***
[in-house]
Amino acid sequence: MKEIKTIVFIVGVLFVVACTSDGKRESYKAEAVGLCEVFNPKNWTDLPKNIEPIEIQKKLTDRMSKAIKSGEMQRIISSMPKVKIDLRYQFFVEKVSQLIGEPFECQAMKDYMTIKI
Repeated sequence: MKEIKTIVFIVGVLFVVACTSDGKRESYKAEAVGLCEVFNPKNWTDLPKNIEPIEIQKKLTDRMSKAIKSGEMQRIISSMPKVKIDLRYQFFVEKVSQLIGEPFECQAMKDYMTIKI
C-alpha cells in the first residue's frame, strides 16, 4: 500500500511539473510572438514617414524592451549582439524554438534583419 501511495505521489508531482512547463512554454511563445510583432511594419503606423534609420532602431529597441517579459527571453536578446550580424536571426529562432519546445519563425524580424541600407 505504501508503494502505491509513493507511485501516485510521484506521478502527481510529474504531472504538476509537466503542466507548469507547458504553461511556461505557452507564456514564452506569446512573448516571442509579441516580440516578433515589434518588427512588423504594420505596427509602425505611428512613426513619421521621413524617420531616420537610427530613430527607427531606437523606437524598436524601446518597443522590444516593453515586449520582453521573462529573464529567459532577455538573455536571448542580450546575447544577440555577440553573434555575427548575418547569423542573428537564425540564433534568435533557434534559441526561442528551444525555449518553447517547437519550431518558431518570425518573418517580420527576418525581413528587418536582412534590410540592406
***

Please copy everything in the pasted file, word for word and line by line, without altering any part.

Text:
[in-house]
Amino acid sequence: MKEIKTIVFIVGVLFVVACTSDGKRESYKAEAVGLCEVFNPKNWTDLPKNIEPIEIQKKLTDRMSKAIKSGEMQRIISSMPKVKIDLRYQFFVEKVSQLIGEPFECQAMKDYMTIKI
Repeated sequence: MKEIKTIVFIVGVLFVVACTSDGKRESYKAEAVGLCEVFNPKNWTDLPKNIEPIEIQKKLTDRMSKAIKSGEMQRIISSMPKVKIDLRYQFFVEKVSQLIGEPFECQAMKDYMTIKI
C-alpha cells in the first residue's frame, strides 16, 4: 500500500511539473510572438514617414524592451549582439524554438534583419 501511495505521489508531482512547463512554454511563445510583432511594419503606423534609420532602431529597441517579459527571453536578446550580424536571426529562432519546445519563425524580424541600407 505504501508503494502505491509513493507511485501516485510521484506521478502527481510529474504531472504538476509537466503542466507548469507547458504553461511556461505557452507564456514564452506569446512573448516571442509579441516580440516578433515589434518588427512588423504594420505596427509602425505611428512613426513619421521621413524617420531616420537610427530613430527607427531606437523606437524598436524601446518597443522590444516593453515586449520582453521573462529573464529567459532577455538573455536571448542580450546575447544577440555577440553573434555575427548575418547569423542573428537564425540564433534568435533557434534559441526561442528551444525555449518553447517547437519550431518558431518570425518573418517580420527576418525581413528587418536582412534590410540592406